Natasha Devon and children’s mental health

For those tempted to spend a sunny Sunday morning watching 3 hours of politics with Marr/Peston/Neil and their various guests (including IDS and JHBrewer) we suggest you give your brains a rest and do at least two things that will be good for your health, and the nation’s health.

1. Take a walk in the sun, or at least sit somewhere in the sun, thinking positive thoughts.

2. Take 10 minutes to read an interview published in yesterday’s Guardian, in which Decca Aitkenhead reports on a conversation with the brilliant Natasha Devon who was until recently our government’s ‘champion’ for children’s mental health.

We’ve been blogging and tweeting about children’s wellbeing and mental health for a very long time, but this article exposes the government’s disgraceful treatment of someone who dared to speak out against policies that have been harmful for our children and ultimately harmful to our country.

Natasha Devon had spent 10 years talking to youngsters and teachers, working out how to combat a mental health crisis of such epidemic proportions that even something as shocking as a nine-year-old cutting herself is becoming so common it starts to look normal.

Three children in every classroom have a diagnosed mental illness, according to the charity YoungMinds. One in 10 will develop an eating disorder before their 25th birthday. Hospitalisations from self-harm and eating disorders have doubled in the past three years, and in some parts of the country rates of childhood depression, anxiety, self-harm and eating disorders are up by 600%. The average onset age for depression was 45 in the 1960s. Today it is 14. Meanwhile, child and adolescent mental services have suffered budget cuts of £85m since 2010. If the government expected children left untreated to simply grow out of mental illness, it must be disappointed. Mental health problems now account for one in every three GP consultations.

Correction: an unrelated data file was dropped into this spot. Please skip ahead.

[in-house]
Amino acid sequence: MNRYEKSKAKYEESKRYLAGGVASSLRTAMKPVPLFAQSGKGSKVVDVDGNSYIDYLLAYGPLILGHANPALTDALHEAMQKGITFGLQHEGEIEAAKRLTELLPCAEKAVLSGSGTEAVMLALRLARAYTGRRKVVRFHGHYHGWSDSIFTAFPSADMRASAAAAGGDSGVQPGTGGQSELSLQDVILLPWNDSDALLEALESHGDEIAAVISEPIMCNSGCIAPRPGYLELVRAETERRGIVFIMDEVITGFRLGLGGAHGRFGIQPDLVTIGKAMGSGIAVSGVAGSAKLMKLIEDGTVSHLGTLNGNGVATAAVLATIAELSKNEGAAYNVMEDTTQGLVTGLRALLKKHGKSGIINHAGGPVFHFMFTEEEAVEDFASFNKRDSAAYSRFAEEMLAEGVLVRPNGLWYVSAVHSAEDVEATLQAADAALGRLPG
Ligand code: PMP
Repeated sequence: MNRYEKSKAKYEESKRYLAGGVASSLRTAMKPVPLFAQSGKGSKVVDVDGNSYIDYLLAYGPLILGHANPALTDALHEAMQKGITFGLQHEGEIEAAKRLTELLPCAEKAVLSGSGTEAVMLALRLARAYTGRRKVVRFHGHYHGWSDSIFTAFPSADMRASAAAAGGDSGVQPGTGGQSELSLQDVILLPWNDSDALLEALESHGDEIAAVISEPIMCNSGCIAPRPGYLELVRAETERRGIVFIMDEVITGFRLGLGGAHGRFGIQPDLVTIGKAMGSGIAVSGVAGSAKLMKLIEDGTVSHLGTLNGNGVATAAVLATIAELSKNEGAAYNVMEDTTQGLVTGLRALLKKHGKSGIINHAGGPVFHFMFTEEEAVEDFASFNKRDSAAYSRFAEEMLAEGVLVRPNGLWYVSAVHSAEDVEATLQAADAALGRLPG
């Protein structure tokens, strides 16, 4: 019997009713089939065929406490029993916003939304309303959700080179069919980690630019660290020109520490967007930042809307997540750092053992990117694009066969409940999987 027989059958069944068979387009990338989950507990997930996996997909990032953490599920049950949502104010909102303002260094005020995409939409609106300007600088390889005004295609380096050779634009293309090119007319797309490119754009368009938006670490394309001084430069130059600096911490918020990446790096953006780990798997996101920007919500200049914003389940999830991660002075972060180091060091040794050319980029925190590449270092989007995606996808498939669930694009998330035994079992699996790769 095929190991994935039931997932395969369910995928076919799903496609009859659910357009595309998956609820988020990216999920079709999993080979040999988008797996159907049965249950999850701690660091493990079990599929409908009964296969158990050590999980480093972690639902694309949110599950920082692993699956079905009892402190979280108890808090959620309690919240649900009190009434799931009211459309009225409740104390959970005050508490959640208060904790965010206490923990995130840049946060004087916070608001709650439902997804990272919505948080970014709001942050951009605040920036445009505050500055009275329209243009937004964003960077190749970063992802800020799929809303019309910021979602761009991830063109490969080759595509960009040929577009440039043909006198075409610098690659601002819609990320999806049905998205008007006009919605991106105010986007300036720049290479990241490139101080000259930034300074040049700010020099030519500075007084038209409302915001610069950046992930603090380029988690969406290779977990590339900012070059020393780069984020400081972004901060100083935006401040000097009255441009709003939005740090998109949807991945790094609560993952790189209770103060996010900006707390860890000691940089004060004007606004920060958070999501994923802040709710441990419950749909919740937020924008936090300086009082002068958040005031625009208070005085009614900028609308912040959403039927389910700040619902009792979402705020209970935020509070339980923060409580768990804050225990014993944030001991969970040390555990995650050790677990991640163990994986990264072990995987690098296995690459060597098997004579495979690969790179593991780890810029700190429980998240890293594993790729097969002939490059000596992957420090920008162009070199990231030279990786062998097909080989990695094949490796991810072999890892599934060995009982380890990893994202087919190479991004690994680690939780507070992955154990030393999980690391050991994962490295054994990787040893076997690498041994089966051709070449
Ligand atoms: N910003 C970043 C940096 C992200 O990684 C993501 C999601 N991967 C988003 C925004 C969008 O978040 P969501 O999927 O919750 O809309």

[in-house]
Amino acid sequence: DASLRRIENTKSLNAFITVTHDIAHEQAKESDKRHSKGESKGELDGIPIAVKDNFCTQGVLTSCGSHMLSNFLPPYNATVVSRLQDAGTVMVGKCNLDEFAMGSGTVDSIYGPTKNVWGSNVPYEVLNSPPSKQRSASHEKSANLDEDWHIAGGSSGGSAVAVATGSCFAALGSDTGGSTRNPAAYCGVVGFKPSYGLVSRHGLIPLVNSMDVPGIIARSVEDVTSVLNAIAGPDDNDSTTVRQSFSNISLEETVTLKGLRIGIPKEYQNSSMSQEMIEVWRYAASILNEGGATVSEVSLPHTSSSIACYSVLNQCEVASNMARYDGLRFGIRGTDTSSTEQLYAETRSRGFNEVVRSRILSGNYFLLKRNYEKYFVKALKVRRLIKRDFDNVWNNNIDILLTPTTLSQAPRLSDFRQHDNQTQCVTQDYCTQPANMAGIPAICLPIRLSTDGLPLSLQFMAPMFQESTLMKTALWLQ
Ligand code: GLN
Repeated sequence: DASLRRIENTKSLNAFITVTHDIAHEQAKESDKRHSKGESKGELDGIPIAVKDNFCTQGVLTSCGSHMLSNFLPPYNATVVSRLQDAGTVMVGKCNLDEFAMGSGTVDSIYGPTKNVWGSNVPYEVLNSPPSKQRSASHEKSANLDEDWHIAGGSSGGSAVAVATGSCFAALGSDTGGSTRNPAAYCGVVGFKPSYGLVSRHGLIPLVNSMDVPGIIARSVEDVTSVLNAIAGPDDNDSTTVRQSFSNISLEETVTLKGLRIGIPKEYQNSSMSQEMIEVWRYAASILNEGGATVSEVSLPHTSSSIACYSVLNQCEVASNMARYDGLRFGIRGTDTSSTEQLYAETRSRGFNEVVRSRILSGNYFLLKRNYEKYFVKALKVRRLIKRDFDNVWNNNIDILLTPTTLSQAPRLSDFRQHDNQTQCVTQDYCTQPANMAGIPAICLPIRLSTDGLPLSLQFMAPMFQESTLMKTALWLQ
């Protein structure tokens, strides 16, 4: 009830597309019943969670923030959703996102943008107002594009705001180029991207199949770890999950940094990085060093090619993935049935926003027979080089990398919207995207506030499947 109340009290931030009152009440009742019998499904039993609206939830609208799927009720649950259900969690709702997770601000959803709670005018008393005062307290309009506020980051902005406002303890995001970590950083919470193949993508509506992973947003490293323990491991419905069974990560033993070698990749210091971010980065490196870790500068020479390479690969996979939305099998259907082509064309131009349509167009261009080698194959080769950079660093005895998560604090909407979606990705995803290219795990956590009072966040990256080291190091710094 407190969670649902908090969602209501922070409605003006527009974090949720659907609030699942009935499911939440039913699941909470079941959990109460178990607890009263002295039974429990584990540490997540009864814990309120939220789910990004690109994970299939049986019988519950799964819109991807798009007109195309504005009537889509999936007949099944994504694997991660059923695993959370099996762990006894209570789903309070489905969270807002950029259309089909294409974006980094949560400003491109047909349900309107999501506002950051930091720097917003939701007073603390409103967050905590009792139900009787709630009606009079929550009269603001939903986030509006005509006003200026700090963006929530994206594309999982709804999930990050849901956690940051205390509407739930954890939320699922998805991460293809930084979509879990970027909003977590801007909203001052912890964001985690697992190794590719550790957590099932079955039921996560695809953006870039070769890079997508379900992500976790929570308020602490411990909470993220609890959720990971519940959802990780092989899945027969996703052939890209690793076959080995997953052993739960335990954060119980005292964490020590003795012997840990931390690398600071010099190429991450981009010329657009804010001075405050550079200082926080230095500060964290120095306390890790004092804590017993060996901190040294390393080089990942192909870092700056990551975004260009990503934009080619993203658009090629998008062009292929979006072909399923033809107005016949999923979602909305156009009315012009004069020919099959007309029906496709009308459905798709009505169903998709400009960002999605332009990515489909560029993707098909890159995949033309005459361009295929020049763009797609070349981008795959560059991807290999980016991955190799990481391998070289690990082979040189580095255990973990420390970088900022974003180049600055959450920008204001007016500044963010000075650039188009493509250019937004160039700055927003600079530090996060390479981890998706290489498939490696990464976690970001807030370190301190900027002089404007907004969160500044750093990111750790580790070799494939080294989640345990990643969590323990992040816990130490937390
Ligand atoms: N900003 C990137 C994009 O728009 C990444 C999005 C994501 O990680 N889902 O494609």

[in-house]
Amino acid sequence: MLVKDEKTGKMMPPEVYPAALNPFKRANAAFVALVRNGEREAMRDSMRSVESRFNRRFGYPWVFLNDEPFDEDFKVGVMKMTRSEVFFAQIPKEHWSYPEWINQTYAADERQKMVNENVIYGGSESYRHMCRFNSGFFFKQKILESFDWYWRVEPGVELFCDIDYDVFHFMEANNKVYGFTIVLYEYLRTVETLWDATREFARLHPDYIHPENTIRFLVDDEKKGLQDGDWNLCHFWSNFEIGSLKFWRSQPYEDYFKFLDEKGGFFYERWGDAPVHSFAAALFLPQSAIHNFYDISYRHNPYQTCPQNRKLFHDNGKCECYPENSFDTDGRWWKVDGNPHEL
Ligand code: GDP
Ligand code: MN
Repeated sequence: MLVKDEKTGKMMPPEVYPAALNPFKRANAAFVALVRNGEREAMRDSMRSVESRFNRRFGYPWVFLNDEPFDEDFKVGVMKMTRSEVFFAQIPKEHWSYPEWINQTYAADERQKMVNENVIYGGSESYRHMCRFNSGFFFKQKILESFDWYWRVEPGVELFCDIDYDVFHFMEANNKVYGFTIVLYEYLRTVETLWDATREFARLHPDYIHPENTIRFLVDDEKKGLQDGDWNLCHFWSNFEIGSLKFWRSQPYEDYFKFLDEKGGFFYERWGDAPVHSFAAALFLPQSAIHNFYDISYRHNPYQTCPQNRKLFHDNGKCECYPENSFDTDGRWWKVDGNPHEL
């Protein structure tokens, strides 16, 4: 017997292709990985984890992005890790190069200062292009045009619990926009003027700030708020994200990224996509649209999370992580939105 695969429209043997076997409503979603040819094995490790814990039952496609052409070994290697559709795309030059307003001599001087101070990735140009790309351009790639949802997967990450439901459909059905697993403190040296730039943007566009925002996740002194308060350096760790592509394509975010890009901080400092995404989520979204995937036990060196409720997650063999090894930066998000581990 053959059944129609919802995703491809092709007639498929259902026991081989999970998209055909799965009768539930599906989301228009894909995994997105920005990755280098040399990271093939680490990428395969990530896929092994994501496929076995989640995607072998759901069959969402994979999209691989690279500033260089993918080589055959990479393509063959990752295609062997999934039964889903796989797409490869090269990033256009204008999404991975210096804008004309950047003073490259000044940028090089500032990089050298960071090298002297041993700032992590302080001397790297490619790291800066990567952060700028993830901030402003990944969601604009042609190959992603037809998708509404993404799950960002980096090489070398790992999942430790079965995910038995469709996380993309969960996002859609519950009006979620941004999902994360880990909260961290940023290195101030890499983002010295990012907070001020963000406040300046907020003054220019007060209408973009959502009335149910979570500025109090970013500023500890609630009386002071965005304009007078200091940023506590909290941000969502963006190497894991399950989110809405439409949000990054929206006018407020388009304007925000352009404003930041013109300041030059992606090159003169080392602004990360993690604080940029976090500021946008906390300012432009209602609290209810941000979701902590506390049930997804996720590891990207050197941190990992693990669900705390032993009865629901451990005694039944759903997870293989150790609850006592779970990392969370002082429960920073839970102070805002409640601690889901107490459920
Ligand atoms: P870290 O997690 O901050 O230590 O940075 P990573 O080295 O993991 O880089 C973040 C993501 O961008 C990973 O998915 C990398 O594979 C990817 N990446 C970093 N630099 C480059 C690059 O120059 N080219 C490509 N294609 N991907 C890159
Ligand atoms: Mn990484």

(Natasha Devon) is fiercely political and wonders now if this had perhaps escaped the DfE’s notice. In an open letter to Michael Gove (“that name is a swear word in my house”) in the Telegraph three years ago, she implored the then education secretary to see that creative arts and sports were not the lazy option he imagined, but the lessons that taught emotional intelligence and self-esteem. Replacing them with a relentlessly academic curriculum and endless tests, she warned, would be disastrous for mental health. When offered the job of DfE tsar, she did therefore wonder “if maybe someone hadn’t done their homework”.

Last week she was sacked.

Please let other people have links to this article via email, texts, blogs, tweets and Facebook. The sacking of Natasha Devon is a scandal. The epidemic of mental ill-health is an absolute scandal. It’s time for everyone who gives a damn about children to stand up and say something – anything – to help raise awareness of what’s happening.

See also Natasha Devon on YouTube: – “This is me being brave – it’s young people’s needs I serve.” ND

Natasha Devon 

About 3D Eye

Gary Foskett and Clare Blackhall are educationalists, writers and consultants. We work with schools and other organisations who share our vision of how schools, businesses, etc should work in the 21st Century. We also run courses and contribute to conferences - speaking about our three dimensional model of intelligences and how schools, colleges and universities can develop the full potential of all their staff and students. We also offer consultancy for businesses and public sector organisations to support staff training and organisational change and development. For more detailed information read our blog at or see our website at
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